No woman is an island, but this caterpillar had his own—right in the middle of the Llano River.
A quick kayak tour on Friday revealed another first in my eight years of tagging and monitoring Monarch butterflies: a fifth instar Monarch butterfly caterpillar clinging to a single milkweed stalk in the middle of the Llano.
I had noticed this milkweed plant a week ago. How inspiring that a single, solitary Asclepias incarnata seed found its way to the silt surrounding one of the many limestone bedded “Chigger Islands” that dot our stretch of river. A result of seed balls thrown last Fall? Maybe–or Mother Nature’s grand plan.
It laid down roots, put out stalks, chutes and flowers, and attracted at least one female Monarch butterfly to grace its leaves with eggs. I recall gathering at least one egg from here on September 14.
But obviously I missed this guy–or was his egg laid later? Maybe he had just hatched and tucked himself into the petals of the pink flowers when I examined the plant last week. In any case, eight days later, he’s ready to bust his stripes and go chrysalis at any moment. After two days of more milkweed in the well-fed, safe confines of a yogurt container-turned caterpillar cage in San Antonio, he formed a chrysalis. In another seven – 10 days, he’ll hatch and we’ll tag and release this Monarch so he/she can join the migration and head to Mexico.
The migration continues, with reports from Ontario and points south suggesting the rebound we hoped for will arrive in about two weeks. The latest report from Journey North has Monarchs skipping down the Atlantic coast.
“The Atlantic Ocean is directing the migration now in the east,” wrote Journey North founder Elizabeth Howard in her report September 25. “Monarchs hug the coast as they travel southward, trying to avoid the winds that can carry them out to sea.”
Dr. Chip Taylor, founder of Monarch Watch relayed to the DPLEX list, an old style list-serv that reaches hundreds of butterfly enthusiasts, academics and citizen scientists, that the peak had hit Lawrence, Kansas, where the Monarch Watch citizen scientist program is based.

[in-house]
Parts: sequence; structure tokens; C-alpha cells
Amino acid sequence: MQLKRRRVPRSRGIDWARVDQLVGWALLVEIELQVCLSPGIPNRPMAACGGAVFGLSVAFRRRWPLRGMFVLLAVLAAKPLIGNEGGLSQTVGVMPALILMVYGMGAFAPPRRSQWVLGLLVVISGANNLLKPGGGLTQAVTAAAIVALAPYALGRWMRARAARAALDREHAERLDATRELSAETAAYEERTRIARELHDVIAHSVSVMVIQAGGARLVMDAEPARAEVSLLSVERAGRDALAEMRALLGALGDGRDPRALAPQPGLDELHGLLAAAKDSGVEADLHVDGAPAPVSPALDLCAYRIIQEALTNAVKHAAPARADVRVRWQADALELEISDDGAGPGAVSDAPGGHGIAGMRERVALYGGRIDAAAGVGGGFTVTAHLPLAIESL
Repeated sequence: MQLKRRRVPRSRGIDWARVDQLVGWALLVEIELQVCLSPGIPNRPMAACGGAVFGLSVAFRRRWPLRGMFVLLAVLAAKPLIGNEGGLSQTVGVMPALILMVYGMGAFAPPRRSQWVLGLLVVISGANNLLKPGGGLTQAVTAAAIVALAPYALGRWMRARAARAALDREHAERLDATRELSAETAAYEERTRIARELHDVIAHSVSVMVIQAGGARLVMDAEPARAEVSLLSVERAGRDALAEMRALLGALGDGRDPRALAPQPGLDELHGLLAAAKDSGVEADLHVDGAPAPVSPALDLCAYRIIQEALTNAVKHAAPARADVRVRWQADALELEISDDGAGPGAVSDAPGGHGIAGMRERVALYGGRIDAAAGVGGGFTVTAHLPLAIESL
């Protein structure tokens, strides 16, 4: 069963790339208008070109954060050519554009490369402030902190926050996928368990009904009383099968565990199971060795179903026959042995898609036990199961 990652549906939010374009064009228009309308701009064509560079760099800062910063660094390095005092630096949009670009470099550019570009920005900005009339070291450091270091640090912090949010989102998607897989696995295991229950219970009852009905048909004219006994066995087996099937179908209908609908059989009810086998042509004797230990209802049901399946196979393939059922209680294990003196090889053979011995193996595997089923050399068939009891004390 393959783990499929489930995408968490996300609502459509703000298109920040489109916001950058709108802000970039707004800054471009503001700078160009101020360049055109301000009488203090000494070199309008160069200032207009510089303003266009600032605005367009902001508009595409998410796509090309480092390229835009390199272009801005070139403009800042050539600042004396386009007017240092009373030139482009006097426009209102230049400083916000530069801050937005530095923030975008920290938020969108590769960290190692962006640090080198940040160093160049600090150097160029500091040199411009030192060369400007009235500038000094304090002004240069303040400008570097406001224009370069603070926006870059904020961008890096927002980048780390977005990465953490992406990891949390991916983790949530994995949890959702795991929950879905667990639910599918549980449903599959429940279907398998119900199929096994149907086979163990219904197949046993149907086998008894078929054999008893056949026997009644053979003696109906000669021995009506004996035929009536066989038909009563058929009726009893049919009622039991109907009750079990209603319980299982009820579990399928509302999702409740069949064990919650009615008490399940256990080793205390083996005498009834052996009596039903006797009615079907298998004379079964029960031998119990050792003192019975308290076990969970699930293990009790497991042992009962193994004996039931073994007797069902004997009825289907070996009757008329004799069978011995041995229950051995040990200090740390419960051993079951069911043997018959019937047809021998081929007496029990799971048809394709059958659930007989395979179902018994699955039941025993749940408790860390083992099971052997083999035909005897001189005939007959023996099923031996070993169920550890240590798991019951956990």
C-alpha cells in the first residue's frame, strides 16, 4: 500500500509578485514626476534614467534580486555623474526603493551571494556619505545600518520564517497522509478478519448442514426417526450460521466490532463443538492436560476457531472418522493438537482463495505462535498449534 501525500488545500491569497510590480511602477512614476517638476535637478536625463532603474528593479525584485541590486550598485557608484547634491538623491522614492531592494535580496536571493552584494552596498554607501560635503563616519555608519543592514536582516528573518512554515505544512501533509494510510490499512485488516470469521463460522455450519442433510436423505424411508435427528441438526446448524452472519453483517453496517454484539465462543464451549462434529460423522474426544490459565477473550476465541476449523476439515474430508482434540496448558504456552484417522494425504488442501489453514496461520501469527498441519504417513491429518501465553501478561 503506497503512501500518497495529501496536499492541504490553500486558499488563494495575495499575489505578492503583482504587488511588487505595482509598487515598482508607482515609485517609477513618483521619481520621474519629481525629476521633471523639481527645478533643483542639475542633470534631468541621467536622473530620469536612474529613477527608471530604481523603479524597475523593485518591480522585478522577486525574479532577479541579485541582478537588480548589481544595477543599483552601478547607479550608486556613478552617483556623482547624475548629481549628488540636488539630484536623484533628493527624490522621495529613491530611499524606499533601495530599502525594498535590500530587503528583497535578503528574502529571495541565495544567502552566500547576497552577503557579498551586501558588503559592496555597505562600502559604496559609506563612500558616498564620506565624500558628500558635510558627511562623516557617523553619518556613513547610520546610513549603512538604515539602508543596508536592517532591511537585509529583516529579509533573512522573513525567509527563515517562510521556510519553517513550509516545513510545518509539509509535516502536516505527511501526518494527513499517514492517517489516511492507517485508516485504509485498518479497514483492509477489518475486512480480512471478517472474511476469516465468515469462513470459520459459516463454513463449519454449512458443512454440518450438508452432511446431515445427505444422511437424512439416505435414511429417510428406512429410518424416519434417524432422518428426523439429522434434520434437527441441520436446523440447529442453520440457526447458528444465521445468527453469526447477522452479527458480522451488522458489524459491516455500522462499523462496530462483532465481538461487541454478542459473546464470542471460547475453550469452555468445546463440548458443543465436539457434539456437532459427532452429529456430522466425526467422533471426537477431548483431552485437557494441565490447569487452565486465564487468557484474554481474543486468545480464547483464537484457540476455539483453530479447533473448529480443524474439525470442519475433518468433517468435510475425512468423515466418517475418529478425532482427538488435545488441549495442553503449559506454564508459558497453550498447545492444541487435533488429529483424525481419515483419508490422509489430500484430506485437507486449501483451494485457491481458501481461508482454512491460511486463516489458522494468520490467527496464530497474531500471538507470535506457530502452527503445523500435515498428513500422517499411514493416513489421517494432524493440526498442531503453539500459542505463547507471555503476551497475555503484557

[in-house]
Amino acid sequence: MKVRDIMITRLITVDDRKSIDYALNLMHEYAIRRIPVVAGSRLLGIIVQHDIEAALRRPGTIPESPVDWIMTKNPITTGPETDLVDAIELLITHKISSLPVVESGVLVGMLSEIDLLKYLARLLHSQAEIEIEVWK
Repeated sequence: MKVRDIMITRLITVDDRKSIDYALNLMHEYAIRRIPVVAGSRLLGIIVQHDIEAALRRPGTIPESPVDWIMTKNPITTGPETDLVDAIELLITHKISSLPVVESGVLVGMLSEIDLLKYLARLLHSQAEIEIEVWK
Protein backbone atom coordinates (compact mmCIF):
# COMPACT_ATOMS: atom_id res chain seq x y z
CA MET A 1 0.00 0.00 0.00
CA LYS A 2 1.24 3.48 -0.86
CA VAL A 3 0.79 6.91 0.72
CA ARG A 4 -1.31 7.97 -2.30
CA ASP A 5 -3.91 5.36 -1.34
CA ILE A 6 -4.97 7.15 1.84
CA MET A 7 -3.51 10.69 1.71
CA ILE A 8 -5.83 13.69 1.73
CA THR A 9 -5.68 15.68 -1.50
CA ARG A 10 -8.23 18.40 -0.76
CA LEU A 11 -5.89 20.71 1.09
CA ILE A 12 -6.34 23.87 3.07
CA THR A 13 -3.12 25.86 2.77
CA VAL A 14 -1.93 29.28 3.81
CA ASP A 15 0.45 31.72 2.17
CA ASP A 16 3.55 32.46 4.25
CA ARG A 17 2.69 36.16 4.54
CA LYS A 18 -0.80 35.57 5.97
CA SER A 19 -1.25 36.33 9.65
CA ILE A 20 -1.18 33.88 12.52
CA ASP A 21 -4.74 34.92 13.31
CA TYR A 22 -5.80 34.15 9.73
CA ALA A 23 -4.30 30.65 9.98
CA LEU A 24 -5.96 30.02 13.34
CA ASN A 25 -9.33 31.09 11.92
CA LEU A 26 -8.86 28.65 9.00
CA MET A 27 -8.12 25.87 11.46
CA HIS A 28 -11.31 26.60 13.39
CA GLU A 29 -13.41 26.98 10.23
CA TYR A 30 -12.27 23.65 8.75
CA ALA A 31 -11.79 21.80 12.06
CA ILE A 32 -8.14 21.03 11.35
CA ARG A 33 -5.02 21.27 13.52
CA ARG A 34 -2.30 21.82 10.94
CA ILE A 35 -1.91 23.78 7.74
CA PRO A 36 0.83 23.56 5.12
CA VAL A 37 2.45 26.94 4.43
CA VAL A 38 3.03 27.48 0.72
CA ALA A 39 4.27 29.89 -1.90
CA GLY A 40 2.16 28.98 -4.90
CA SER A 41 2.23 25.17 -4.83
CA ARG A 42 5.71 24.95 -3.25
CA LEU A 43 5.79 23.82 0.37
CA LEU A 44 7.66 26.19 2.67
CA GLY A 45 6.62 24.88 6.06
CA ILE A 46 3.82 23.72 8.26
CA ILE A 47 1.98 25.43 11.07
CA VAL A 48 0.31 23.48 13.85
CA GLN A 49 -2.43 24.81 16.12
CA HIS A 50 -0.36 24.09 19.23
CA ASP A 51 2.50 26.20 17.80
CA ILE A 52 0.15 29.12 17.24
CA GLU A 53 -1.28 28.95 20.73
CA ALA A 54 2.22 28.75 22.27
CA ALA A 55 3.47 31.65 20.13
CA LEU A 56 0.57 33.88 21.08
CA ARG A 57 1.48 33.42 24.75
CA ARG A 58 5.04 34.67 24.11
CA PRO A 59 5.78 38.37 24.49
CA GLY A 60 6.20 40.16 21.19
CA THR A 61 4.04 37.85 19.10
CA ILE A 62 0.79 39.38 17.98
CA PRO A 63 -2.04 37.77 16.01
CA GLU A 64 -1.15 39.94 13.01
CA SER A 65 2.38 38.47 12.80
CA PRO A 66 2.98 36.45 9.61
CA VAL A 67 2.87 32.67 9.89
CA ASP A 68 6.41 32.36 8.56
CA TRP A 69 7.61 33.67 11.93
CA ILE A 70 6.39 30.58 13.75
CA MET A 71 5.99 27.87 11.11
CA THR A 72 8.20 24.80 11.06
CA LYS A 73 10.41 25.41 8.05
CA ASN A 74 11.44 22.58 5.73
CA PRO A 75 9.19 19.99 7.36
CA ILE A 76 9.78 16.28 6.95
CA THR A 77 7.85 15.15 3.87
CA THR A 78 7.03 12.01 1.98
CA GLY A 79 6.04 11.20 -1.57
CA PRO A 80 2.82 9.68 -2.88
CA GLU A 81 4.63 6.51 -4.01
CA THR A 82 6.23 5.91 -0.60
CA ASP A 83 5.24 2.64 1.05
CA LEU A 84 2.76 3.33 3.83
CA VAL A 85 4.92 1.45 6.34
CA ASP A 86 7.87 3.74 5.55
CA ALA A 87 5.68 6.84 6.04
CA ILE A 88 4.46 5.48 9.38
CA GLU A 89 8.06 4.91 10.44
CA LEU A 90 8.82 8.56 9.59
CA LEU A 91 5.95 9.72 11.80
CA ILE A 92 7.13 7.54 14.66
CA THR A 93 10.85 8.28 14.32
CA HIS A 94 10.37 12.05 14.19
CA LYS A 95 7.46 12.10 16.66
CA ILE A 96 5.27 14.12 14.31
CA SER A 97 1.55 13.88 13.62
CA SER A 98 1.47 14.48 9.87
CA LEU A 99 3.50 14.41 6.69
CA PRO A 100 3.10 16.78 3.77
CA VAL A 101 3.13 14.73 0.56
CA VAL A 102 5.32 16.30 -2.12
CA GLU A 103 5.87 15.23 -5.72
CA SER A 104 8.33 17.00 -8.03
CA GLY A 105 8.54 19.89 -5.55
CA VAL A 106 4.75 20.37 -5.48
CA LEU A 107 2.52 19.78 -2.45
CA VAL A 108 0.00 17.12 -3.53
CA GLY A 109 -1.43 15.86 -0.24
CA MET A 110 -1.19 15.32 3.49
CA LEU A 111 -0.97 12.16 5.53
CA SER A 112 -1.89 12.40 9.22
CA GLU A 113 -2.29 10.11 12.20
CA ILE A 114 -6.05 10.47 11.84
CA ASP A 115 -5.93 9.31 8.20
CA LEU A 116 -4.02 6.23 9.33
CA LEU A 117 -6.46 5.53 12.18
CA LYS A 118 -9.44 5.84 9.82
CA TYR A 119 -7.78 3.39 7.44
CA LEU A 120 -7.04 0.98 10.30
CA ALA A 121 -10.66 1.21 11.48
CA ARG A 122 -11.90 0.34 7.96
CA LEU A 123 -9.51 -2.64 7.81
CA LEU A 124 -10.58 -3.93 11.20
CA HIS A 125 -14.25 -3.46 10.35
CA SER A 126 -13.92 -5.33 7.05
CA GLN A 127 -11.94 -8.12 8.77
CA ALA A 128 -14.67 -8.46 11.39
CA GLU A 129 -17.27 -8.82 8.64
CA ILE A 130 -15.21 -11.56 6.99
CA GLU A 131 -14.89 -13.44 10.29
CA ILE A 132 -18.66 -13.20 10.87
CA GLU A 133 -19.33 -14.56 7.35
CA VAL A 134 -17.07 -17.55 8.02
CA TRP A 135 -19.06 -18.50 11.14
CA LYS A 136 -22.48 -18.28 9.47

“The numbers seen are certainly greater than observed during the last two migrations,” wrote Dr. Taylor, referencing good numbers of Monarchs for September 25-28 in Lawrence. “This is another late migration,” he added.
“The leading edge of the migration usually reaches here between the 9-11th of September with an estimated peak on the 23rd. It’s hard to say but, it’s probable that the peak occurred yesterday – the 27th,” he said.
In contrast, the Associated Press reported the first migrating Monarch butterflies arrived in the northern border state of Coahuila, earlier than usual. The report characterized the early arrivals as “a tentative sign of hope” for the migration, given the historic drop in their numbers last year.
Luis Fueyo, head of Mexico’s nature reserves, told the reporter that the first butterflies have been seen entering Mexico earlier than usual. “…This premature presence could be the prelude to an increase in the migration,” he was quoted as saying. Usually the first arrivals don’t get to Mexico until October.
Here in the “Texas Funnel,” we saw a handful of Monarchs flying in the Texas Hill Country this weekend. Most appeared to be laying eggs and did not exhibit directional flight. Frostweed was the big draw, not only for Monarchs but other pollinators, especially bees.
In other news, a strange cloud spotted via radar above the city of St. Louis last week by the National Weather Service was identified as a Monarch butterfly mass, making its migratory trek south. “Sometimes our radars pick up more than precipitation,” the Facebook post read, provoking a social media flutter. The “butterfly cloud” even looked obtusely to be in the shape of a butterfly—well, if you used your imagination.NOTE: Have you taken our Milkweed Poll? Please do. Three questions, only takes a minute. GRACIAS! Please do it now, here’s the link.
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